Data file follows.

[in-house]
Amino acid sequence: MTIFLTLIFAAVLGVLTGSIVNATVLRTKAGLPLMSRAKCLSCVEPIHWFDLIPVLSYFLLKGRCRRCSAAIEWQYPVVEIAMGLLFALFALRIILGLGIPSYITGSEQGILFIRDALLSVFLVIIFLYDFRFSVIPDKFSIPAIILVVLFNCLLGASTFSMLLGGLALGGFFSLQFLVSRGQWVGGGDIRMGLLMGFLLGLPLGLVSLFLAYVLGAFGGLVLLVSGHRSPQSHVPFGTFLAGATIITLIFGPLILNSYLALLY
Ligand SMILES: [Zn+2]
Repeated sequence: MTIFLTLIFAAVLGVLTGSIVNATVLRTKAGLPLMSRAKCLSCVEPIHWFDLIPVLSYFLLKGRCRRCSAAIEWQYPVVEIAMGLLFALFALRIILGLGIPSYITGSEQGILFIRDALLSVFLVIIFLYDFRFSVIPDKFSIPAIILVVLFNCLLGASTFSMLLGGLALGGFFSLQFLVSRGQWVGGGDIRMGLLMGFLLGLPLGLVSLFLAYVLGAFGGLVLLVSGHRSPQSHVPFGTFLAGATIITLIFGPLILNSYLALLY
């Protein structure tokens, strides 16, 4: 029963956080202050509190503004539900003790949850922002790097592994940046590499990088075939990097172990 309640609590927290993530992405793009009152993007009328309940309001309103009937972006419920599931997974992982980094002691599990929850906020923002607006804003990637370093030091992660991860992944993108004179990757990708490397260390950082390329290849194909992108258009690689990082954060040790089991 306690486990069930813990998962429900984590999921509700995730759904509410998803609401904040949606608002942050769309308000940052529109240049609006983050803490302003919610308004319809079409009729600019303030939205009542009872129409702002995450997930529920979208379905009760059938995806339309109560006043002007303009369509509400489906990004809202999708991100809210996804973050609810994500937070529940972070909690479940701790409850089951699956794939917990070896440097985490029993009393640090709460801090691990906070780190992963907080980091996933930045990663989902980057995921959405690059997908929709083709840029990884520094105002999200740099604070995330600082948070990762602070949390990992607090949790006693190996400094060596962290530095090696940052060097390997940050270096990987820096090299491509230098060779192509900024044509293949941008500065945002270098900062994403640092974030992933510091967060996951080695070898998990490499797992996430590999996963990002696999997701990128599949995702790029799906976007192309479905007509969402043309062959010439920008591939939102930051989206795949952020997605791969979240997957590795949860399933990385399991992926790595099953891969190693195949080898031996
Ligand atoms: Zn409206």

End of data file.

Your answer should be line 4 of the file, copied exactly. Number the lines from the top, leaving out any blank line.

Repeated sequence: MTIFLTLIFAAVLGVLTGSIVNATVLRTKAGLPLMSRAKCLSCVEPIHWFDLIPVLSYFLLKGRCRRCSAAIEWQYPVVEIAMGLLFALFALRIILGLGIPSYITGSEQGILFIRDALLSVFLVIIFLYDFRFSVIPDKFSIPAIILVVLFNCLLGASTFSMLLGGLALGGFFSLQFLVSRGQWVGGGDIRMGLLMGFLLGLPLGLVSLFLAYVLGAFGGLVLLVSGHRSPQSHVPFGTFLAGATIITLIFGPLILNSYLALLY